It was a blow, but I still wanted to stay on. We’d bought a piece of land known as La Gloria, half an acre with orange and lemon, fig, almond, and a couple of olive trees. But we couldn’t make a go of it. Our own need for money, and Art’s restlessness, overcame my idealism. Our flight to England signaled the dissolution of our marriage. I wanted to go back to Picena. Art didn’t. Our charming village home became a vacation site we traveled to for a week at a time, from London. Then it became a rental cottage, then was sold, along with La Gloria, to an English pair who had a hobbyist passion for exotic butterflies.
Recently I searched for Picena on the internet, for a lark. I saw that our neighbor’s house, a place where we had sat and eaten freshly slaughtered pig meat with Antonio and helped Marisela make morcilla and longaniza sausage, was on the market for about $45,000—more than 100 times its value 15 years ago. It shocked me. I remembered lying in bed at night, waiting to hear Antonio wander home drunk, and sit on the stoop weeping loudly when Marisela locked him out.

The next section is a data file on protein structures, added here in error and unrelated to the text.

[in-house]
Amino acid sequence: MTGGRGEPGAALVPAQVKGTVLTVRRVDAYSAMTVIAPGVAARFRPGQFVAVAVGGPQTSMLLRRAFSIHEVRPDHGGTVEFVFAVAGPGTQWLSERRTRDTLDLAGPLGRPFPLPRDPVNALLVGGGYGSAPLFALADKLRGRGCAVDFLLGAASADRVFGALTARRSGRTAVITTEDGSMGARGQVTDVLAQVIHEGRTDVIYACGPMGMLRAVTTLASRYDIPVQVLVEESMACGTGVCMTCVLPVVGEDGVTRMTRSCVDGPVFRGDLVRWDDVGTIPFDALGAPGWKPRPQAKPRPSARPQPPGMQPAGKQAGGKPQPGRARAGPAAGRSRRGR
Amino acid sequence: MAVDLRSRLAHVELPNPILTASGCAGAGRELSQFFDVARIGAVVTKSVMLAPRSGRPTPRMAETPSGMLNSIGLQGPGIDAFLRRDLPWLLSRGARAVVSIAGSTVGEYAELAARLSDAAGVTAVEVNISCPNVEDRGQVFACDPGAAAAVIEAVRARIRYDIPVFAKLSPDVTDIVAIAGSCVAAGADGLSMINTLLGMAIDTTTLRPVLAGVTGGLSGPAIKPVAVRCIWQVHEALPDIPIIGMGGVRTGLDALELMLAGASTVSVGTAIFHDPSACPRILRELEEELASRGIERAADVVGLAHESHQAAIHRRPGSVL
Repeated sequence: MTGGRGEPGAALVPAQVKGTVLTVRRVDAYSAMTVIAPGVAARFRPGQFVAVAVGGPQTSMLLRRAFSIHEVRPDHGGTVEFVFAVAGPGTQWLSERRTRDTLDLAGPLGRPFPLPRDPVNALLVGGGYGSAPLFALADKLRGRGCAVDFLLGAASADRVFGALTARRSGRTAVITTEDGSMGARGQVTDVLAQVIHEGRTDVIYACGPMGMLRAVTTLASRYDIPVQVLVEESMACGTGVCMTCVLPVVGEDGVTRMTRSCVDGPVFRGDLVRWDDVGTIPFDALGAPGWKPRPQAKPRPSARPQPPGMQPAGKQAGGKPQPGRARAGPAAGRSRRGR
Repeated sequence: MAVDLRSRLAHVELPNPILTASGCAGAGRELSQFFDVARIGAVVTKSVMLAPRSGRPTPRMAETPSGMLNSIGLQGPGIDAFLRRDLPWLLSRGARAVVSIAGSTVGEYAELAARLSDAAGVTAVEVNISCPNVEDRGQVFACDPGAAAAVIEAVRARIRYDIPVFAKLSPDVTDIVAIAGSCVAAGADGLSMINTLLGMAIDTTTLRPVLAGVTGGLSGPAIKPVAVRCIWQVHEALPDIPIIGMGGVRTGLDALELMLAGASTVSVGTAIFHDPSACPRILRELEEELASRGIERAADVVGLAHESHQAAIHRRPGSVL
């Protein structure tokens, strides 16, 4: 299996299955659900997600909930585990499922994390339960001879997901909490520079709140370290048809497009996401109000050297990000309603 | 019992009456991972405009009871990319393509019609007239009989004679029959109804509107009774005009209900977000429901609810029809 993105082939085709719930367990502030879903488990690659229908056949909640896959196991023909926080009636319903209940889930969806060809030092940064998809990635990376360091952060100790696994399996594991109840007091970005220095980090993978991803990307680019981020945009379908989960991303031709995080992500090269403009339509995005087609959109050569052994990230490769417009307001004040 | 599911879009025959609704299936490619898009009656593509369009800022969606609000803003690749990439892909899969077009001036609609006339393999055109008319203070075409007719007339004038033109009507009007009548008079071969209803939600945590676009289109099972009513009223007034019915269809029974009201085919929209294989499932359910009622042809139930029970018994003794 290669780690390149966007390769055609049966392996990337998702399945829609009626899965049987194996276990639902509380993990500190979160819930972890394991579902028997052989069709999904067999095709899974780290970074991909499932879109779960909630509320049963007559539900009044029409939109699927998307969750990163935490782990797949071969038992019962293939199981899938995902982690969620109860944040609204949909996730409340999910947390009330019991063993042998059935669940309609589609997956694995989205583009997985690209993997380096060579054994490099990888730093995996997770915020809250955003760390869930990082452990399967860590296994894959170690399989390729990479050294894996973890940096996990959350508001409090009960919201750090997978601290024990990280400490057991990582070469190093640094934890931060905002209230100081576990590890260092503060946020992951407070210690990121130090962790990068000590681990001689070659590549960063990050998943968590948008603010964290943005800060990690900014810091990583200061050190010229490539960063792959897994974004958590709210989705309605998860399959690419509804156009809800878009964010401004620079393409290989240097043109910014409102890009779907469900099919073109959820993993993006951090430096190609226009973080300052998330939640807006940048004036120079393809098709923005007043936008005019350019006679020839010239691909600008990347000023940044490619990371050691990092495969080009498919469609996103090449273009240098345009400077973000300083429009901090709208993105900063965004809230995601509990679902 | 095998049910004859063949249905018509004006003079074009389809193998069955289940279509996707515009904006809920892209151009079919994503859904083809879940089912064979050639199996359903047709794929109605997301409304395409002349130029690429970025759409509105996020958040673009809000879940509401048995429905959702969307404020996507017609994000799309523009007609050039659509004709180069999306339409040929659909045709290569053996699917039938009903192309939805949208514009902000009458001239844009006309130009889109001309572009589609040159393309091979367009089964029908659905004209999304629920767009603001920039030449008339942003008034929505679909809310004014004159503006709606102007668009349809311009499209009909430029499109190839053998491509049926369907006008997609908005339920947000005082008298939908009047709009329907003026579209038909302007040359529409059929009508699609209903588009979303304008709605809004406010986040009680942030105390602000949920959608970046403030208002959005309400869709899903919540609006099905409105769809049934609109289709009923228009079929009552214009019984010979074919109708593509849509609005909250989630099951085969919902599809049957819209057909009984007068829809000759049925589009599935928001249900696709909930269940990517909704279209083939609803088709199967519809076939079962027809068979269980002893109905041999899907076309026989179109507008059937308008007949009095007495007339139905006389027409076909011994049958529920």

It seems to me now that the desire to live in harmony with nature in southern Spain was a chimera; it gleamed always before us, never quite attainable. The expatriates didn’t need to make a true commitment to peasant life, and the peasants were rapidly being converted into eager consumers through the magic of television and the need for money to buy what they saw.
I was saddened to think that all the world was turning into a kind of cash-driven theme park, where progress would shine brighter than the real sun and the old people in places like Picena would die quietly in front of their televisions, licking the last of the cherry-flavored yogurt off the spoon while, outside, the cherries on the trees were being devoured by ravenous, angry birds.